my brother and I are both owners of a calif property and are both listed on the deed. If my brother runs afoul of the law,can the property be seized even though I have not committed a crime?
1 Answer from Attorneys
Only your brother's interest can be seized. The practical effect is that you may end up with a co-owner who isn't your brother. Being a co-owner with a stranger is generally an awkward situation, so one or the other of you would probably end up either selling to the other, or jointly agreeing to put the property up for sale, or, failing some kind of agreement, one or the other of you could sue for partition. Partition involves a court-ordered sale and fair division of the net proceeds of sale.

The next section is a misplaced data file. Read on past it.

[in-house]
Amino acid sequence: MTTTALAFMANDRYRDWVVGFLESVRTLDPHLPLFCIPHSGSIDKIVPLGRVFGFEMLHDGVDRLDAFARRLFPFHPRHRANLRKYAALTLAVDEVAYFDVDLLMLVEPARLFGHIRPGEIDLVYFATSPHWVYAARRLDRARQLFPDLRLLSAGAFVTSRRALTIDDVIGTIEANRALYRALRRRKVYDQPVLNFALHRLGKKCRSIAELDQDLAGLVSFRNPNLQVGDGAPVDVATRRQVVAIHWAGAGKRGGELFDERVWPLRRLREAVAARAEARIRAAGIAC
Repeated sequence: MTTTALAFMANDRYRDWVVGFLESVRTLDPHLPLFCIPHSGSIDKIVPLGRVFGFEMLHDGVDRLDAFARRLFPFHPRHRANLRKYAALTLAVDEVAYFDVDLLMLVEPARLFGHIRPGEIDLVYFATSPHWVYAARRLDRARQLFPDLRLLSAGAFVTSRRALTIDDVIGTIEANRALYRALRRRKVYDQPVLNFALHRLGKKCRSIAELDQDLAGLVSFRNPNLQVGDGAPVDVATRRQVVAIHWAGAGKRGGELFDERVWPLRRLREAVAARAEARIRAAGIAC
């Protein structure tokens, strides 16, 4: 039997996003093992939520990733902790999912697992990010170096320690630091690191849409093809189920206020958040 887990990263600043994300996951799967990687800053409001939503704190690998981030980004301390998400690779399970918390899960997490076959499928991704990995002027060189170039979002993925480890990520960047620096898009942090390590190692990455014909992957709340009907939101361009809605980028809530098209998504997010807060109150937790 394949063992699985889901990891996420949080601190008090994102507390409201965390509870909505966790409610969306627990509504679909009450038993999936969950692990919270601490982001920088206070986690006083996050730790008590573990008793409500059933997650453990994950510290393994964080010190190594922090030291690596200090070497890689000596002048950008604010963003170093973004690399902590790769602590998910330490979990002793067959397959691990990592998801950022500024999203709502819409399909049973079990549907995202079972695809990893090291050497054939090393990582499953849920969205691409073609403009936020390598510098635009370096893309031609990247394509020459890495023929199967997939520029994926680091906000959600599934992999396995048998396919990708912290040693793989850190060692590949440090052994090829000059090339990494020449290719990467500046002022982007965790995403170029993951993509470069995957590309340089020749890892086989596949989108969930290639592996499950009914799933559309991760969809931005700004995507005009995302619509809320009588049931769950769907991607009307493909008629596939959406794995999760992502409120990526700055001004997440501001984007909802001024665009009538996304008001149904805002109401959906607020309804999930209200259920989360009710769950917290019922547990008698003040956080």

I might add that half interests in real estate, when owned by strangers, are generally not much in demand nor worth half the value of the property if 100% owned, so perhaps the law-enforcement agency would be somewhat reluctant to seize a half interest (which is all they could seize).
In any event, your ownership interest is not subject to seizure, but you could end up with a co-owner who isn't your brother. See Grothe v. Cortlandt Corp. (1992) 11 Cal.App.4th 1313; Rupp v. Kahn (1966) 246 Cal.App.2d 188; and McCauley v. Fulton (1872) 44 Cal. 355.